[This post originally appeared on the TRUE initiative website, www.trueinitiative.org, on 17 Oct 2017]
Last week the city of London released its Clean Car Checker that provides consumers with real-world emissions data to help them choose clean cars. The site is initially informed by data collected on new cars, and will eventually include new and in-use vehicles. The ICCT is working with the City of London as part of the TRUE project to collect data on real world emissions from all passenger cars throughout London. This is done through a technology called remote sensing that uses lasers to check air pollution from a vehicle’s tailpipe. We are launching our remote sensing project today.
The need for this initiative originates with the ICCT’s involvement in uncovering the Volkswagen emissions cheating in the U.S. in 2014 and 2015, commonly referred to as Dieselgate. At that time, we found that two of VW’s diesel cars are emitting up to 35 times the legal limit of oxides of nitrogen (NOx) in the U.S. This was followed by extensive testing by European member states including the UK, which uncovered elevated emissions from nearly all diesel passenger cars sold in Europe. Real-world testing has shown that new European diesel cars are emitting NOx at an average of 4.5 times the legal limit, and as high as 22 times the limit.
Through its Clean Car Checker program, the city of London is demonstrating its commitment to data transparency and public information. Dieselgate never would have been uncovered had it not been for the data produced by our independent, third-party testing. In Europe, ICCT’s attempts to collect data on real-world emissions have been stymied due to the lack of data transparency. For example, type approval authorities and test centers are not required to make data available to the general public. When the ICCT requested data critical to confirming the validity of type approval from the relevant authorities, only two of the six agencies provided data (Germany and France), while two declined (Great Britain and Italy) and two did not even respond (Luxembourg and Spain).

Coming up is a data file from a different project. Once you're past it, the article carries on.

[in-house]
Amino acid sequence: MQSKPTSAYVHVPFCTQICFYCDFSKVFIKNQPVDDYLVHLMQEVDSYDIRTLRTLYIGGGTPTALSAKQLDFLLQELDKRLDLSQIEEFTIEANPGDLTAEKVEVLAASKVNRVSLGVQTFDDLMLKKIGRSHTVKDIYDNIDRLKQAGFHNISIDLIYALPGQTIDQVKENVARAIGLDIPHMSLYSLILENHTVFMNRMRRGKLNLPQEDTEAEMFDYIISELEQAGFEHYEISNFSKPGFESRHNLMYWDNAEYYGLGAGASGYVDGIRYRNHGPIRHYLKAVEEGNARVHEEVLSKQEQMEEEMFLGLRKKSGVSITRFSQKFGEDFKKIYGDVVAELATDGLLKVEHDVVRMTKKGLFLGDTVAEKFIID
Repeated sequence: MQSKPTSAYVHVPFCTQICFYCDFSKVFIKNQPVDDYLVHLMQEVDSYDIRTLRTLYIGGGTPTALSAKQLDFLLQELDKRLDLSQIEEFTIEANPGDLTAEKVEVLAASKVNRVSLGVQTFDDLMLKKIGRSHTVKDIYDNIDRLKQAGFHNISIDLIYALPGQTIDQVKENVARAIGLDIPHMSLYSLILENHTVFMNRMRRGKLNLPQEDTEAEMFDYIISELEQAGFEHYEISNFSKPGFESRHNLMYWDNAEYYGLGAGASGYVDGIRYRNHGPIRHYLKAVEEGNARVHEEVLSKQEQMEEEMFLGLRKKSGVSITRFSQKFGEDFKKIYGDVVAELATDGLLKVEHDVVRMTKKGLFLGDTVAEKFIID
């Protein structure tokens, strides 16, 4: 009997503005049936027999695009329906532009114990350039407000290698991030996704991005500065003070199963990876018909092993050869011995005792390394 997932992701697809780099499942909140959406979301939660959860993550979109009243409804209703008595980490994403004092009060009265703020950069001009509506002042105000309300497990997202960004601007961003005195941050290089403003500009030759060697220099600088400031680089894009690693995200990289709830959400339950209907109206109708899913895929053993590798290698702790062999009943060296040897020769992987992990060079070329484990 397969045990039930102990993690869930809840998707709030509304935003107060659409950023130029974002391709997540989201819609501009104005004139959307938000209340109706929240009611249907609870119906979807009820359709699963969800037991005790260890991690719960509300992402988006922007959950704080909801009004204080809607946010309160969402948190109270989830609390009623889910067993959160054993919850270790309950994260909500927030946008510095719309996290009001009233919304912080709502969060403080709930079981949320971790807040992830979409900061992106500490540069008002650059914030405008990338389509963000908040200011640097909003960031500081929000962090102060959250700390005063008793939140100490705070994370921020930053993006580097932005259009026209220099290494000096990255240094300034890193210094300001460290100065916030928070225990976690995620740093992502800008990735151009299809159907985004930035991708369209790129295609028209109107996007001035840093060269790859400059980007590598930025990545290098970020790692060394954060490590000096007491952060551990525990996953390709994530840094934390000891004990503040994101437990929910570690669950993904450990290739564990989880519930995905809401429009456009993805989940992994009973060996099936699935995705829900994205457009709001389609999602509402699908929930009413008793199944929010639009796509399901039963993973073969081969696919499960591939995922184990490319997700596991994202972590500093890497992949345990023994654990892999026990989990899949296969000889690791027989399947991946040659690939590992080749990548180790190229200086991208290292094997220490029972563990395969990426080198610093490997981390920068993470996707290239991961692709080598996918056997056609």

Many assert that diesels are necessary to meet EU climate goals because they typically emit less CO2 than petrol cars. However, our analysis shows that Europe can meet its CO2 standards with mostly advanced petrol and some electric vehicles, and it will even be cheaper for manufacturers. That being said, this does not mean that diesels cannot be clean. Emission control technology is available today to make diesel cars compliant with legal limit under real-world conditions. Europe’s new Real-Driving Emissions (RDE) test, effective as of last month, is an excellent step toward closing the gap between type approval and real-world emissions. Our modeling estimates that the current RDE will reduce real-world emissions from passenger diesels from 5.7 times the legal limit to 4, and future changes will help even more. With the Clean Car Checker, London is taking a big step forward in fighting air pollution, and other cities would benefit from doing the same.